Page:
A study in Pakistan shows the important impact of giving small cash incentives through mobile phones to encourage women to vaccinate their children.
Vaccine coverage has doubled.
In Bangladesh, private contributions to health insurance are being paid through mobile phones.
The Laerdal Foundation is providing digital training and various technologies to save one million mothers and newborn children by 2030.
When it comes to innovation in health, Norway is proud of being a long-standing co-investor in Grand Challenges through the Saving Lives at Birth initiative.
Education is also about saving lives.
About building a future.
Innovation in the education sector, however, has been lagging behind.
Fortunately, the digital revolution is now changing this, and a number of innovations in education are currently being tested and scaled.
Right now, the Norwegian game-based learning app Kahoot is being made available to more than 50 million pupils around the world.
The Norwegian robot AV1 helps children who are too sick to attend school themselves.
The robot becomes their eyes and ears in the classroom.
Picking up the latest knowledge their friends are learning.
And the latest jokes!
Ladies and gentlemen,
If we believe that we have good ideas for improving global health, we must invest in them.
And we must invest wisely. Improving global health requires innovative financing.
The devastating Ebola outbreak in West Africa demonstrated the need for new tools against epidemics.
Together with Germany, Japan, the Gates Foundation and the Wellcome Trust, we initiated the Coalition for Epidemic Preparedness Innovation. CEPI is now up and running with close to 750 million dollars of commitments for the first five years.
The clear aim is to develop vaccines against known and unknown viruses.
The Global Financing Facility, GFF, is an important innovative financing mechanism. It takes a cross-sector approach, addressing health, family planning and nutrition in consolidated national plans.
And it is tailor-made for sustainability because it involves countries’ ministries of finance and domestic financing.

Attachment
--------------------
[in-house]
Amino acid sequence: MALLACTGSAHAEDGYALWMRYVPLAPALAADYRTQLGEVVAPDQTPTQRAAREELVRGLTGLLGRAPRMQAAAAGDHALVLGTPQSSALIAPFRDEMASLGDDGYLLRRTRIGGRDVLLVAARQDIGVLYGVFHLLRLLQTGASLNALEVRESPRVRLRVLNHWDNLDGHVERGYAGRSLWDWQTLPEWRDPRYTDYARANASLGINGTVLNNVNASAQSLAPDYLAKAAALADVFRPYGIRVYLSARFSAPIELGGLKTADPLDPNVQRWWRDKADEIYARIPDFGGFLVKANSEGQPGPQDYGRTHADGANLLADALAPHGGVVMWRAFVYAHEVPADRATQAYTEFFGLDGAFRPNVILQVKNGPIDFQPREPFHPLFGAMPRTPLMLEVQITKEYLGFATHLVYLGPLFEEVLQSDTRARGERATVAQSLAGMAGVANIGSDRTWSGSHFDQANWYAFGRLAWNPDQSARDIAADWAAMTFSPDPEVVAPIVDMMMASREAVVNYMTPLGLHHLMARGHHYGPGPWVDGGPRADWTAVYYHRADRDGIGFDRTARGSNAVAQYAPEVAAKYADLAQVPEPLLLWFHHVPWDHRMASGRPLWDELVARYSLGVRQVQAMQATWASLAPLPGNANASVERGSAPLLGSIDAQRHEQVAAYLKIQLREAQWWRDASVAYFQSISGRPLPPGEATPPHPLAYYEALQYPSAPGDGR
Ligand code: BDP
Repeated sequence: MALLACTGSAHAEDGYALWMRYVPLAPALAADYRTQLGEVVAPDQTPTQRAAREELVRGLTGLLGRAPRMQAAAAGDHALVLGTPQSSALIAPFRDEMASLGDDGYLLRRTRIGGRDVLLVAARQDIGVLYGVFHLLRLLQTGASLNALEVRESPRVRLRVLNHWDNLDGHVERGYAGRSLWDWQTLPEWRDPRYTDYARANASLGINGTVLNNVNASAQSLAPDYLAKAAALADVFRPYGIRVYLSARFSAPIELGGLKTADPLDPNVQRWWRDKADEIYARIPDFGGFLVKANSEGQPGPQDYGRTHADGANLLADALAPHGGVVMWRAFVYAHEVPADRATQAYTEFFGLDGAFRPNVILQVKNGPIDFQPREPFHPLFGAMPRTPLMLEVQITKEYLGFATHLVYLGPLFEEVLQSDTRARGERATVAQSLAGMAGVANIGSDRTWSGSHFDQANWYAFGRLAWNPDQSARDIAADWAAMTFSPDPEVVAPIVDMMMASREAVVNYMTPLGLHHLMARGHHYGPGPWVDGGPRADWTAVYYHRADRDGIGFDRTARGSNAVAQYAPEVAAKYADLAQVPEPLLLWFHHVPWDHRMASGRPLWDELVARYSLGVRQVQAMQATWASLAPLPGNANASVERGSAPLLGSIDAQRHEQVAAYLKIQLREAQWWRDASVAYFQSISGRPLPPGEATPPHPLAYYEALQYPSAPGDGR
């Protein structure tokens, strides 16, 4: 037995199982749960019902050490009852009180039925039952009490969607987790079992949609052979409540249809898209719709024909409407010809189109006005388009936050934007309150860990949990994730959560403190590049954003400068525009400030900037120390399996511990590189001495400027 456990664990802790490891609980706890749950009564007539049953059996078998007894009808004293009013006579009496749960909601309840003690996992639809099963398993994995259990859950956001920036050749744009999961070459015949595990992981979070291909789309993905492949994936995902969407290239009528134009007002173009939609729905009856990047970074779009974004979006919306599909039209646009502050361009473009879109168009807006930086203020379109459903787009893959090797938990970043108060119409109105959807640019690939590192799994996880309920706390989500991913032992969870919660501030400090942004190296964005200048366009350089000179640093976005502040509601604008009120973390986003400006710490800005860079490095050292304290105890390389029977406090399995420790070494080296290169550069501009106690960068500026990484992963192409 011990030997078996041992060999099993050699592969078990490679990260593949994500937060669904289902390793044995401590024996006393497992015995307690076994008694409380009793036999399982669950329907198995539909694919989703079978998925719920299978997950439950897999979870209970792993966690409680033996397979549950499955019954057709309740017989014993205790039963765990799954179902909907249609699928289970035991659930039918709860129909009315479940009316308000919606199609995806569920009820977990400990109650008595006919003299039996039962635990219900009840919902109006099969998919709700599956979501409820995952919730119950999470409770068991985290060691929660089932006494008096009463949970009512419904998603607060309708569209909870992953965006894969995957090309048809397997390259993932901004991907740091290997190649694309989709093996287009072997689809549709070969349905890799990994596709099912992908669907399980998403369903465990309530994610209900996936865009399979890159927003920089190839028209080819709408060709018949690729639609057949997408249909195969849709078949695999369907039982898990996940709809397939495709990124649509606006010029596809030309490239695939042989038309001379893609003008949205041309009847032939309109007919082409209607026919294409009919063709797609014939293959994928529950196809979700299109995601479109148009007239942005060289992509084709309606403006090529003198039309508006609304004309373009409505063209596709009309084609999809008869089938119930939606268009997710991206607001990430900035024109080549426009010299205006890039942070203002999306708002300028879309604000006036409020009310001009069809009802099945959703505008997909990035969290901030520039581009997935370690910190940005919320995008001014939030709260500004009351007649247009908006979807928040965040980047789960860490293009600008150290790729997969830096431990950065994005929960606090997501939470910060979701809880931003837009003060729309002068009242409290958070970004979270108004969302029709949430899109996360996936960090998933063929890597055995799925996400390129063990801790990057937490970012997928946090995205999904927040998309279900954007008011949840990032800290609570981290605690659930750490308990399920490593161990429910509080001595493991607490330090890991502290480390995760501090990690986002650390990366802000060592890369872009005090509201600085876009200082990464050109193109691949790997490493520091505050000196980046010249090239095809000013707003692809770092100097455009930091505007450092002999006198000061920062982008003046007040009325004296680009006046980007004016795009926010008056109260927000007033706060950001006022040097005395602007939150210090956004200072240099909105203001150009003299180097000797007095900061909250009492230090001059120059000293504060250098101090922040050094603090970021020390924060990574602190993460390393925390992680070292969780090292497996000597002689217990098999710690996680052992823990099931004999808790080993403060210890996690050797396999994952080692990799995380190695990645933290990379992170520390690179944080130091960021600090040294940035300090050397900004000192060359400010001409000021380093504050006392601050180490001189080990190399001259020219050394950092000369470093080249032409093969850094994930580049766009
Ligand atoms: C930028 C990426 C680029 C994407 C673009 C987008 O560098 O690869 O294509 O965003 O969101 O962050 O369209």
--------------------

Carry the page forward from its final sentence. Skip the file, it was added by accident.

All countries need to invest in a sustainable future for their population.
And the GFF encourages just that.
A recent study showed that 2.6 billion dollars from the GFF can mobilise 50-75 billion dollars from other resources, primarily domestic.
This, in turn, can help to save 35 million women’s and children’s lives by 2030.
The GFF is in demand.
It has helped establish investment platforms in 27 countries, most of which are low-income, vulnerable countries; and another 23 have requested partnership.
I invite everyone who would like to contribute to the GFF to join me at the replenishment conference next month.
Frankly, I can see no better reason for visiting Oslo in November!
Every year, more than 5 million women, children and adolescents die from preventable causes.
That’s equivalent to the entire population of Norway.
We cannot leave any women, children or adolescents behind.
We cannot afford to underfund their health and nutrition.
Investments in health, nutrition and education are fundamental for social and economic development.
Without these investments, we simply will not reach the SDGs.
And unnecessary loss of life and opportunity will continue.
If we are going to do something about this daily global injustice to women and children, then the world must put the health, education, and equality of women at the centre of development.
Aid must act as a catalyst. We must seek innovative solutions.
Our investments must encourage and foster innovation.
We all recognise that the SDG agenda is ambitious.
Only by working together and making the smartest investments, will we be able to make this giant, but crucial, leap for humanity.